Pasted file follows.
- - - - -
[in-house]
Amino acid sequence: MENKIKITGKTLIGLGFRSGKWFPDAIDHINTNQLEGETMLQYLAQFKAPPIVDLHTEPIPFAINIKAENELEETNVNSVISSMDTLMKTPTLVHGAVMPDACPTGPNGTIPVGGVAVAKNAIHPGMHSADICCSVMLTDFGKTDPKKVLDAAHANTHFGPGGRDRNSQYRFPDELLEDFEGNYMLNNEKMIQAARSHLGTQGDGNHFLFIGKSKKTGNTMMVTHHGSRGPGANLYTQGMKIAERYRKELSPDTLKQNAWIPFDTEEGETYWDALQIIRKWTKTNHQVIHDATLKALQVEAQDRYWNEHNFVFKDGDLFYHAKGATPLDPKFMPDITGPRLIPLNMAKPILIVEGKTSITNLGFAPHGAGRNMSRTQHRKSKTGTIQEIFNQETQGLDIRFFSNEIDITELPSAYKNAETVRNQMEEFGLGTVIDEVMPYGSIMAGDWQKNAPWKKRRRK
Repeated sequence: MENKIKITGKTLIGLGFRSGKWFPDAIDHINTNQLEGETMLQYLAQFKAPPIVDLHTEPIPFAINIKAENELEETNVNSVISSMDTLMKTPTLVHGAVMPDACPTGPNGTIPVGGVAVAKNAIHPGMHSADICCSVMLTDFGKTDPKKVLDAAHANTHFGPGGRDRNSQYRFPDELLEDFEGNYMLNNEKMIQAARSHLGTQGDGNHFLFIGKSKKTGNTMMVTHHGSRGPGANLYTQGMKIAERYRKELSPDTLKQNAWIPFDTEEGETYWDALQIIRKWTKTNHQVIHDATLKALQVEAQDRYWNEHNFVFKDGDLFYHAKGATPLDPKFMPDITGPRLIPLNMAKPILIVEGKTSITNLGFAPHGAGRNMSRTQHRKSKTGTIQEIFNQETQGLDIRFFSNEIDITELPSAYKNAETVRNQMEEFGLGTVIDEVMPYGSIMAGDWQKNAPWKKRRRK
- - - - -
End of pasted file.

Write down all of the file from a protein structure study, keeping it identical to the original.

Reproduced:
[in-house]
Amino acid sequence: MENKIKITGKTLIGLGFRSGKWFPDAIDHINTNQLEGETMLQYLAQFKAPPIVDLHTEPIPFAINIKAENELEETNVNSVISSMDTLMKTPTLVHGAVMPDACPTGPNGTIPVGGVAVAKNAIHPGMHSADICCSVMLTDFGKTDPKKVLDAAHANTHFGPGGRDRNSQYRFPDELLEDFEGNYMLNNEKMIQAARSHLGTQGDGNHFLFIGKSKKTGNTMMVTHHGSRGPGANLYTQGMKIAERYRKELSPDTLKQNAWIPFDTEEGETYWDALQIIRKWTKTNHQVIHDATLKALQVEAQDRYWNEHNFVFKDGDLFYHAKGATPLDPKFMPDITGPRLIPLNMAKPILIVEGKTSITNLGFAPHGAGRNMSRTQHRKSKTGTIQEIFNQETQGLDIRFFSNEIDITELPSAYKNAETVRNQMEEFGLGTVIDEVMPYGSIMAGDWQKNAPWKKRRRK
Repeated sequence: MENKIKITGKTLIGLGFRSGKWFPDAIDHINTNQLEGETMLQYLAQFKAPPIVDLHTEPIPFAINIKAENELEETNVNSVISSMDTLMKTPTLVHGAVMPDACPTGPNGTIPVGGVAVAKNAIHPGMHSADICCSVMLTDFGKTDPKKVLDAAHANTHFGPGGRDRNSQYRFPDELLEDFEGNYMLNNEKMIQAARSHLGTQGDGNHFLFIGKSKKTGNTMMVTHHGSRGPGANLYTQGMKIAERYRKELSPDTLKQNAWIPFDTEEGETYWDALQIIRKWTKTNHQVIHDATLKALQVEAQDRYWNEHNFVFKDGDLFYHAKGATPLDPKFMPDITGPRLIPLNMAKPILIVEGKTSITNLGFAPHGAGRNMSRTQHRKSKTGTIQEIFNQETQGLDIRFFSNEIDITELPSAYKNAETVRNQMEEFGLGTVIDEVMPYGSIMAGDWQKNAPWKKRRRK